By: Alice Margaret Fisher (Crittenden)
-May 1997 -


In his renowned story, Le Petit Prince,
Antoine de Saint-Exupery said, "C’est le temps que tu as perdu pour ta
rose qui fait ta rose si importante. Les hommes ont oublies cette verite."

This quote is literally translated as, "It is the time you have spent for your rose that has made your rose so important. Men have forgotten this truth"(Saint-Exupery, p 87).

By completely devoting most of her available time to philately, Edith M. Faulstich successfully moved beyond the social stigma of divorce, beyond poverty, and sexism in a race against time.Racing against time, Faulstich became the first philatelic woman journalist, first woman author about WWI’s Siberian Expedition in Russia, and the first woman president and communication manager of any philatelic organization. Faulstich implemented a dynamic multiplicity of factors to operate as a journalist, a persuasive communicator, a research expert, an editor, an author, a communication manager, and the first women president of the Postal History Society.In the end, Faulstich raced to communicate against the ravages of time for philately, for the lives of the forgotten soldiers who were left in Siberia and finally she raced against time for her own life.Statement of PurposeThis paper presenting Faulstich will demonstrate that through journalism and public communication she used a multiplicity of communication factors such as journalism, extensive research, profound knowledge, communication management skills and a relentless commitment to a cause, to become a successful international public communicator for philately.

But above all, she passionately gave of her personal time.

Study Significance

Journalism history, public communication history, and scholars have yet to study and recognize the multiplicity of journalism and communication management skills Faulstich possessed.She functioned with only a high school education and accomplished multiple professional public relation practices that preceded today’s formal training and public communication theories.

Her work is significant enough to assure her a well deserved place in journalism and public communication history even though such recognition has not yet been granted.This study is also significant because she was able to obtain journalism work. It was difficult to get journalism work in the 1940s, 1950s, and 1960s.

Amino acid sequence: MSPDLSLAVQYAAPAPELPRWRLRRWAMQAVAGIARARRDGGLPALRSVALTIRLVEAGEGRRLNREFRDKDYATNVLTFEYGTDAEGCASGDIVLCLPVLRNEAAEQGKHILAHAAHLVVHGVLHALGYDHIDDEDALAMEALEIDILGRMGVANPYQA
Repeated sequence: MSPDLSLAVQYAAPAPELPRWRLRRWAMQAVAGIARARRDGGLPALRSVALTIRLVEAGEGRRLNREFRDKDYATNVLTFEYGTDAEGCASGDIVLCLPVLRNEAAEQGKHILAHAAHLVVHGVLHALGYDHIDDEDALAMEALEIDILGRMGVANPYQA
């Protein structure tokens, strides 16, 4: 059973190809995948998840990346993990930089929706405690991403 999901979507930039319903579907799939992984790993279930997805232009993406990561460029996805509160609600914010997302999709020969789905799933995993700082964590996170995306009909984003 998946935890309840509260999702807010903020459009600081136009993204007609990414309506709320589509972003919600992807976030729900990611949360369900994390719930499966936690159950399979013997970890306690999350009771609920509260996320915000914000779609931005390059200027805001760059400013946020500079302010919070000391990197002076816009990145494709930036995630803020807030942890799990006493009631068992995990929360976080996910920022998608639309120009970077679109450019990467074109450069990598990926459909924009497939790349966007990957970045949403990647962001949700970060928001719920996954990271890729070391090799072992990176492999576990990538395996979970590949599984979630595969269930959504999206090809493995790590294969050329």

"Through the late 1940s, 1950s, and into the 1960s, the same kind of woman who had been welcomed at the city desk in wartime couldn’t get past the front desk. Some of the men who blocked their way merely mirrored the views of the day.

A women’s place was in the home; the newsroom was no place for a lady. . . . . Newspapers rarely hired women" (Mills, 65).There have been numerous and specific communication studies about women, women as minorities, barriers to women’s success, women’s roles, gender, discrimination, comparative intelligence studies and factors that hinder women’s professional success.

There has been a great deal of successful discussions about the pros and cons of how women are treated differently. Additionally, there have been studies about differences in professional positions, professional advancement, salary differences, glass ceilings and the positions assigned to developing female and male communicators.

This study is significant because the focus is on Faulstich’s success and contributions rather than the factors that hindered her progress as a woman.Likewise, little has been reported on what communication factors contribute to personal success as a communicator. Hence, a large void in the public communication field has developed from not recognizing Faulstich’s contributions to journalism and public communication and what facilitated her work as a philatelic communicator.

Furthermore, this study is important and significant because it will demonstrate that despite obstacles, Faulstich was successful as a journalist and public communicator.Study LimitationsAs with any research, many expansive aspects from an original concept about what constitutes success before one’s time may emerge during the research process.

Furthermore, this study recognizes the heated debates of feminist and gender issues in women’s successes, failures, and/or injustices. One can speculate that if this presentation and research is aligned with one or more minority groups, it may incite certain opposing reactions.
Some theorists relate poverty, gender and activism with success or failure.

This study focuses on the communication aspects relative to Edith M. Faulstich the person, and the dynamic multiplicity of communication skills that added to her success as a model journalist and public communicator.

This study is limited to the fact that there may not be any similar studies examining the multiplicity of communication skills used by Faulstich.

This research is limited in that there may be relatively few, if any, successful women journalists and public communicators in similar avocations who had an impact on so many people with such far reaching communication results.

Although this study touches on philately and W.W.I., this study will not address these topical subjects in extensive detail nor will it analyze broadcast media. Future research may warrant comparative studies of other successful nontraditional public communicators who used a multiplicity of journalism and public communication skills, without formal training.